Zero Self Awareness: Energy Protesters are Beginning of New ‘Fascist Movement’ – German PM

20 July 2021, Thuringia, Erfurt: Bodo Ramelow (Die Linke), Prime Minister of Thuringia, stands at the microphone after the cabinet meeting. The AfD wants to topple Thuringia's prime minister and his red-red-green minority government via a vote of no confidence. According to its own statements, the AfD parliamentary group submitted …
Martin Schutt/picture alliance via Getty Images

A leftist German state Prime Minister has described those protesting the country’s car-crash energy policy as the beginning of a new “fascist movement” in the country.

Bodo Ramelow, the Prime Minister of Thuringia who is a member of the far-left Die Linke party, described what he saw as an ever more unified populist right in the country as being the embryonic stages of a new “fascist movement” in the country.

It comes as other politicians and officials in the country blame right-wing extremism for growing political unrest in the country, which appears to be in reality driven by the country’s energy and cost of living crisis, itself the creation of years of political mismanagement at the hands of the German elite.

With those looking to protest the current German government being previously slammed as “enemies of the state“, Ramelow has now taken to comparing protesters to a new “fascist movement”.

According to a report by Die Zeit, the leftist official compared protesters to the anti-Islamism Pegida movement, which had its heyday in Germany back in 2015 and 2016, but has largely since fallen into obscurity.

“A new Pegida is emerging,” the paper reports him as saying in response to a recent energy protest, which saw around 36,000 protesters take to the streets in his state alone.

“Everything that somehow belongs to the right-wing spectrum gathered there, reaching down to the deepest right-wing extremist milieu,” he continued, with the paper noting him as claiming that “the formation of a new publicly visible fascist movement” could now be seen.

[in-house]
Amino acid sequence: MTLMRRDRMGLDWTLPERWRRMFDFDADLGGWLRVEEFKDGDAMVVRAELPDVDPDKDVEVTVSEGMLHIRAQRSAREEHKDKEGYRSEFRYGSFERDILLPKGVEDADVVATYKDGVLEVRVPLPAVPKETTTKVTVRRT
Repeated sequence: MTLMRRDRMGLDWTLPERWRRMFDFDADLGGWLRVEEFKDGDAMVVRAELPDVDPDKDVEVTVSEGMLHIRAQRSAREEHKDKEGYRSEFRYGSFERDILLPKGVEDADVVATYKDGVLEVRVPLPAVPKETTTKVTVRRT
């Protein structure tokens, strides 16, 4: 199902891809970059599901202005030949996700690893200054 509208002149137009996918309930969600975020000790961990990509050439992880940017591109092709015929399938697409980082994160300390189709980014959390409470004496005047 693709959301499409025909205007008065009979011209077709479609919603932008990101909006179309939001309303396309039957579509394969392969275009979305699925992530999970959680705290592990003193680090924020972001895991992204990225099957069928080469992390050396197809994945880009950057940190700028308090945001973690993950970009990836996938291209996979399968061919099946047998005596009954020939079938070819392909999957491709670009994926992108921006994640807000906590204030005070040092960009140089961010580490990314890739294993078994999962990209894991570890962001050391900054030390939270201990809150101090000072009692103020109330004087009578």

Although Remlow’s invocation of fascism perhaps marks a new high in the anti-right hysteria plaguing German politics in recent months, the leftist minister’s statements appear to be merely the latest attempt by the country’s political mainstream to curtail populism, or even just common concern about the government’s long-term mismanagement.

Statements slamming those on the right as being “conspiracy theorists” and “enemies of the state” have become ever more frequent, with major politicians and state officials frequently trying to paint populists as a source of chaos and violence in the country.

Such attempts, though widespread, have so far appeared to be relatively ineffective, with the country’s Alternative für Deutschland party making considerable gains in the polls in recent weeks, with some elected officials even now demanding the party be banned as it grows ever stronger.

Meanwhile, support for establishment parties appears to have fallen off significantly seemingly as a result of their dismal handling of the energy crisis, which was sparked in part by the radical green policies of the previous Merkel government, as well as the current leftist “Traffic Light” coalition.

With the country facing the possibility of a serious recession, inflation, and rolling blackouts, some officials have expressed fears of mass looting and riots, with one bigwig tasked with protecting Germany’s democratic constitution saying the coming months could make the COVID period, which was marred by tens of thousands taking to the streets to protest the government’s hardline COVID lockdowns, look like a “children’s birthday party“.

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